Date: 19 Aug 2007, 12:31
Isn't it true that the animals wouldn't exist if we didn't raise them for slaughter?
There are two ways to interpret this question. First, the questioner may be referring to "the animals" as a species, in which case the argument might be more accurately phrased as follows:
"The ecological niche of cows is to be farmed; they get continued survival in this niche in return for our using them."
Second, the questioner may be referring to "the animals" as individuals, in which case the phrasing might be:
We deal first with the species interpretation and then with the individuals interpretation. The questioner's argument applies presumably to all species of animals; to make things more concrete, we will take cows as an example in the following text. It is incorrect to assert that cows could continue to exist only if we farm them for human consumption. First, today in many parts of India and elsewhere, humans and cows are engaged in a reciprocal and reverential relationship. It is only in recent human history that this relationship has been corrupted into the one-sided exploitation that we see today. There IS a niche for cows between slaughter/consumption and extinction. Second, several organizations have programs for saving animals from extinction. There is no reason to suppose that cows would not qualify. The species argument is also flawed because, in fact, our intensive farming of cattle results in habitat destruction and the loss of other species. For example, clearing of rain forests for pasture has led to the extinction of countless species. Cattle farming is destroying habitats on six continents. Why is the questioner so concerned about the cow species while being unconcerned about these other species? Could it have anything to do with the fact that he wants to continue to eat the cows?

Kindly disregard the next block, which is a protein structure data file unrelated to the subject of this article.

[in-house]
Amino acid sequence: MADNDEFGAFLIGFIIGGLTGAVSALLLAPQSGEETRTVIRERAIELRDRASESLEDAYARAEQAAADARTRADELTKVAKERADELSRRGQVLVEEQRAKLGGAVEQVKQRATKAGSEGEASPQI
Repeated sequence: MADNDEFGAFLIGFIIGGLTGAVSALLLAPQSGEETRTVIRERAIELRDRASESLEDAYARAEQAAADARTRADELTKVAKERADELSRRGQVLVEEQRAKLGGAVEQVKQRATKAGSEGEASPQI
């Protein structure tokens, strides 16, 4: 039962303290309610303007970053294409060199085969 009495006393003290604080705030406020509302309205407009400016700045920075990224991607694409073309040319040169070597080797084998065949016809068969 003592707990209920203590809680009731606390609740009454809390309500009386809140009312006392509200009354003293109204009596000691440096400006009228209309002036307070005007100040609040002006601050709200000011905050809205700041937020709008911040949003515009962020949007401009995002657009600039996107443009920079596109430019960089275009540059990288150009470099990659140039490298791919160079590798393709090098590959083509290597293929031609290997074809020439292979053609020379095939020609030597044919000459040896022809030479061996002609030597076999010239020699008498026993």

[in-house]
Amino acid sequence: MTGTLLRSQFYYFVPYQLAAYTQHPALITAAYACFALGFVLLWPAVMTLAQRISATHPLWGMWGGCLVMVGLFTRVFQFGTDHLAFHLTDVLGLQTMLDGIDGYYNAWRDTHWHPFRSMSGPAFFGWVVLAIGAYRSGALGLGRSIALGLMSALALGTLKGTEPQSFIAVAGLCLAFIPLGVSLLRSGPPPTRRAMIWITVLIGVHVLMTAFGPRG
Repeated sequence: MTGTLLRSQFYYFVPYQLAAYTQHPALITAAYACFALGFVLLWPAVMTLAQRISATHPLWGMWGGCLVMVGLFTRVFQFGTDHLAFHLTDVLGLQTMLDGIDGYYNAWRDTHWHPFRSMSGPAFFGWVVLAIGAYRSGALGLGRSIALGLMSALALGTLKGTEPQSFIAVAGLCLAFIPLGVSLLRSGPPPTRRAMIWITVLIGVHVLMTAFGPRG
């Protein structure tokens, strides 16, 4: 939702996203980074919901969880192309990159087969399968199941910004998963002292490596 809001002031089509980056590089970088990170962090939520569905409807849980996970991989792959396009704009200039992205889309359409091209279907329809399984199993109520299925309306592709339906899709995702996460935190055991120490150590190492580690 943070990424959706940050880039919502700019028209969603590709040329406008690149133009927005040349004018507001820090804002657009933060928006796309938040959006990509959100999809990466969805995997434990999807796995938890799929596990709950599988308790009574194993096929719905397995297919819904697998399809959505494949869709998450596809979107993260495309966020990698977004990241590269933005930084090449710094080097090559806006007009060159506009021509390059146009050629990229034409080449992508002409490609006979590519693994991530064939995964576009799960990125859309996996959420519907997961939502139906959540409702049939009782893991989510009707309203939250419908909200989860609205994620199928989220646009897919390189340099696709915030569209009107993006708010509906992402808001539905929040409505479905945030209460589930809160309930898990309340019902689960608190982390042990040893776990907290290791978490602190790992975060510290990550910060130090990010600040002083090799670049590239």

Finally, a strong case can be made against the species argument from ethical theory. Arguments similar to the questioner's could be developed that would ask us to accept practices that are universally condemned. For example, consider a society that breeds a special race of humans for use as slaves. They argue that the race would not exist if they did not breed them for use as slaves. Does the reader accept this justification? Now we move on to the individuals interpretation of the question. One attempt to refute the argument is to answer as follows:
To many, this is sufficient. However, one could argue that the fact that the life is miserable before death is not necessary. Suppose that the cows are treated well before being killed painlessly and eaten. Is it not true that the individual cows would not have enjoyed their short life had we not raised them for consumption? (the cattles that are treated "well" and killed "painlessly" may be 5%)
How then are we to proceed? The key is that the AR movement asserts that humans and nonhumans have a right to not be killed by humans. The ethical problem can be seen clearly by applying the argument to humans. Consider the case of a couple that gives birth to an infant and eats it at the age of nine months, just when their next infant is born. A 9-month old baby has no more rational knowledge of its situation or future plans than does a cow, so there is no reason to distinguish the two cases. Yet, certainly, we would condemn the couple. We condemn them because the infant is an individual to whom we confer the right not to be killed. Why is this right not accorded to the cow? I think the answer is that the questioner wants to eat it. DG